Join online Dr Steven Park interviewing Dr Ira Shapira, the founder of IHateCPAP.com.
When: 23 October 2012 , 8 pm EST.
Where: Register Online http://doctorstevenpark.com/expert-interview-dr-ira-shapira-founder-of-ihatecpap-com
Topic: Reasons why people hate the CPAP machine and what to do about it.
By registering you will be able to post your questions about the CPAP machine and during the teleseminar questions will be addressed.
Sleep apnea was more prevalent amongst post-Gulf War immigrants than in the pre-Gulf war immgrants . Other major chronic health issues such as cardiovascular disease would also become part of their lives’ eventually.
“I was surprised, but we had a specific theory we wanted to test. Changes in the stress system would contribute to sleep apnea. What happens? Maybe it’s the stress that leads to this fractured sleep,” said Bengt Arnetz, M.D., Ph.D., M.P.H., School of Medicine professor of occupational and environmental health, deputy director of the Institute of Environmental Health Sciences at Wayne State, and the study’s principal investigator and first author. “No one had explored this possible link before, although basic research suggests it as plausible.”
More exposure to violence would cause more depression and PTSD .
Read the article : http://www.news-medical.net/news/20121016/Researchers-discover-why-people-exposed-to-war-more-likely-to-develop-chronic-diseases.aspx?page=2
A study was conducted to determine whether obstructive sleep apnea mediates the relationship between posttraumatic stress disorder (PTSD) and psychosomatic and somatic disorders and its implications for self-rated health (SRH) among Iraqi immigrants in the United States. For details go http://www.psychosomaticmedicine.org/content/74/8/824.short
More sleep means increased ability to focus, better behavior, emotional stability and less irritability for kids who also would be able to cope better during stressful times. A study was conducted by Dr Reut Gruber, Psychologist at McGill University, on healthy kids aged between 7 and 11 years old. The kids were either allocated one more hour of sleep or deprived of one hour from their snooze time. Teachers were asked to report on 10 item questionnaire assessing the children’s attention, impulsivity, irritability and emotional reactivity at the end of the study period.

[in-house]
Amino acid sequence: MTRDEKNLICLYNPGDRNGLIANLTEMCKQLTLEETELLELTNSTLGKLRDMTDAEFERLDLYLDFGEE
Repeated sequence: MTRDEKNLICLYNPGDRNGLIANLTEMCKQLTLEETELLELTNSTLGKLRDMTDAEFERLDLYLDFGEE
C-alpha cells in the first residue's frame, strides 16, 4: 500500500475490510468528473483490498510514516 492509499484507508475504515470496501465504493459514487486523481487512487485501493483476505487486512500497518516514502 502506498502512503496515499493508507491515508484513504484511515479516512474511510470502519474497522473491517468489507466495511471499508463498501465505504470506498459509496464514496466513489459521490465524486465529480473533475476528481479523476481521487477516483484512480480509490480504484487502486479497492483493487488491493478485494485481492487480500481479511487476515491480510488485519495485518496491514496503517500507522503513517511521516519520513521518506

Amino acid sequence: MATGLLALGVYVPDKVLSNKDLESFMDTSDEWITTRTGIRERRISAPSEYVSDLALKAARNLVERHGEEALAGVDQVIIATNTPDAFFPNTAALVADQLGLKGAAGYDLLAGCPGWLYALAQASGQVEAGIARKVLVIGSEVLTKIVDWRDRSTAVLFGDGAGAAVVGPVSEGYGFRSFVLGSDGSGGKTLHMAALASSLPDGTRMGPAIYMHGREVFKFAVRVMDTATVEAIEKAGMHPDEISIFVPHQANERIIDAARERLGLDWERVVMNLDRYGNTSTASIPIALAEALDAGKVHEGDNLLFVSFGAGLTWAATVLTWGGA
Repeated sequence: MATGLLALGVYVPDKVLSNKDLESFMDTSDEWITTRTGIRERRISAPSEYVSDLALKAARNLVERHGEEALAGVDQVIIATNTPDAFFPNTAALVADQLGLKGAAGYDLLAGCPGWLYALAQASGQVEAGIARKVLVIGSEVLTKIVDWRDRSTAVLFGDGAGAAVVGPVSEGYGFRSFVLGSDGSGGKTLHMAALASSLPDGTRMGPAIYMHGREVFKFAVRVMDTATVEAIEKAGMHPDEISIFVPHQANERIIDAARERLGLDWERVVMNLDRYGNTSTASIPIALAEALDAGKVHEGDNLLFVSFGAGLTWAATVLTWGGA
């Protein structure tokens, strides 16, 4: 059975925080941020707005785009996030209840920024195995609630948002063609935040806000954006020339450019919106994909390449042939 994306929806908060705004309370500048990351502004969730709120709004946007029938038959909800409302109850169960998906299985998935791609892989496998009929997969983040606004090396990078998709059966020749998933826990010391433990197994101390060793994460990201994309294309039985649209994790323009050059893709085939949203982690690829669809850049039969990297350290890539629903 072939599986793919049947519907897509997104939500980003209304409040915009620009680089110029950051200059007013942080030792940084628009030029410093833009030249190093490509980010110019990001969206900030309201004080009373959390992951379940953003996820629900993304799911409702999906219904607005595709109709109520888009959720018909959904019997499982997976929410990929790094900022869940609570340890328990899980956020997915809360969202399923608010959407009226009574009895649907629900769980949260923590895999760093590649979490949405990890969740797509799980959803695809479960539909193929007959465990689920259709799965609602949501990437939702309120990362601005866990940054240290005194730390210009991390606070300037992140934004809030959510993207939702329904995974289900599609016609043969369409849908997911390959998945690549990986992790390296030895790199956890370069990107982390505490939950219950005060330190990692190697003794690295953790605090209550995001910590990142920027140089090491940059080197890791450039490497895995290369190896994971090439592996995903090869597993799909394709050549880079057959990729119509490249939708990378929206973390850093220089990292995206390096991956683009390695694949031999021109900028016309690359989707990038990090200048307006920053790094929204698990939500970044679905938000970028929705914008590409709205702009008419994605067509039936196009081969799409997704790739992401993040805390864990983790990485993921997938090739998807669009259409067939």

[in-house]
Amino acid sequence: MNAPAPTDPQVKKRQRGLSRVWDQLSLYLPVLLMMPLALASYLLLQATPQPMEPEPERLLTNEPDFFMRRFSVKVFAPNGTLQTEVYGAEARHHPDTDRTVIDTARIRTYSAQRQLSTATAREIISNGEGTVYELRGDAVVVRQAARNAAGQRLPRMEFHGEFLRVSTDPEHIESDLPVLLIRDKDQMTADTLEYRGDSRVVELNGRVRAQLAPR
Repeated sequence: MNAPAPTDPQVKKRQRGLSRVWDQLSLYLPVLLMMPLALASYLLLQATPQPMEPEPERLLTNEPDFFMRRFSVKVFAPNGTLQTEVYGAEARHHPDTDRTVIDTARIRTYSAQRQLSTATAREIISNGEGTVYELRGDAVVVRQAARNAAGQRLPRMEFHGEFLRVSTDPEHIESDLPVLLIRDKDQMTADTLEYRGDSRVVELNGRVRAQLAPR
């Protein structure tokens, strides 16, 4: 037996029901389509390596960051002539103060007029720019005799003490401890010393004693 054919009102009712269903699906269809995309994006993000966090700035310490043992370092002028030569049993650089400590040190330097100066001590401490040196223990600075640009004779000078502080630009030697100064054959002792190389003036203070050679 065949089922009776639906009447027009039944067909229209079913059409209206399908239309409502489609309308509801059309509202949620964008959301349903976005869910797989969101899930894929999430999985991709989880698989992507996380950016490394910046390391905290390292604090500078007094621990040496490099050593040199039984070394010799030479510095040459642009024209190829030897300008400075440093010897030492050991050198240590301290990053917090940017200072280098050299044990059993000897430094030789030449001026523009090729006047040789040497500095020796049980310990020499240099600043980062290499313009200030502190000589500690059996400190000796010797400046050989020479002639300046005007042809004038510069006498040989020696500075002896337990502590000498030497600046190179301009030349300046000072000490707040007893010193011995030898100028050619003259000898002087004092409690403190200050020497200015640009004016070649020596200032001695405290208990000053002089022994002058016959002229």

Read more: http://healthland.time.com/2012/10/15/more-sleep-means-more-focused-emotionally-stable-kids/#ixzz29ssqLnJO
More sleep gives children better handle on coping with stressful situations and better concentration skills. “We know that sleep deprivation can affect memory, creativity, verbal creativity and even things like judgment and motivation and being (engaged) in the classroom,” explains Dr. Judith Owens, director of sleep medicine at Children’s National Medical Center in Washington. “When you’re sleepy, (being engaged) isn’t going to happen.”
Read more at CNN Health http://www.cnn.com/2012/10/15/health/kids-sleep/index.html
221 recently diagnosed sleep apnea patients who also had hypertension or diabetes were prescribed the CPAP therapy for the treatment of their sleep apnea. The results of the study were published in the Journal of Clinical Sleep Medicine http://www.aasmnet.org/JCSM/ViewAbstract.aspx?pid=28666
Three to six months after the therapy began significant decrease in the systolic and diastolic readings of blood pressure were observed. Based on these findings the researchers think their finding could be stretched out to other areas of chronic cases:
“All types of patients may benefit from this treatment, even those with other chronic medical conditions,” principal investigator Dr. Bharati Prasad said in a news release from the American Academy of Sleep Medicine. “It’s important to now do a prospective study enrolling different types of patients with sleep apnea.”
However further studies need to be performed to be able to prove any associations between CPAP therapy and other conditions.
245 healthy young students participated in a week long study where duration of sleep and resistance to insulin were tracked. They wore an actigraph in order to record their sleep time which averaged 6.4 hours during school days, less than over the weekend. This study is the only one that was conducted on healthy adolescents, independent of obesity, but where a link between shorter sleep time and higher resistance to insulin was studied.